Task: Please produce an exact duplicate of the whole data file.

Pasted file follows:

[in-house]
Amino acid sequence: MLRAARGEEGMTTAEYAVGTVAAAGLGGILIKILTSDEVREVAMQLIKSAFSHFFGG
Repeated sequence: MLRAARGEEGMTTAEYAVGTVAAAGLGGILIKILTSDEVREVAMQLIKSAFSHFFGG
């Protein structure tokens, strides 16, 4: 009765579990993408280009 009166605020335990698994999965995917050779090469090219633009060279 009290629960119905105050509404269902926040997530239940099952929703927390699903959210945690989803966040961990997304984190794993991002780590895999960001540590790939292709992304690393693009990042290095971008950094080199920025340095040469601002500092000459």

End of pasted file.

[in-house]
Amino acid sequence: MLRAARGEEGMTTAEYAVGTVAAAGLGGILIKILTSDEVREVAMQLIKSAFSHFFGG
Repeated sequence: MLRAARGEEGMTTAEYAVGTVAAAGLGGILIKILTSDEVREVAMQLIKSAFSHFFGG
């Protein structure tokens, strides 16, 4: 009765579990993408280009 009166605020335990698994999965995917050779090469090219633009060279 009290629960119905105050509404269902926040997530239940099952929703927390699903959210945690989803966040961990997304984190794993991002780590895999960001540590790939292709992304690393693009990042290095971008950094080199920025340095040469601002500092000459």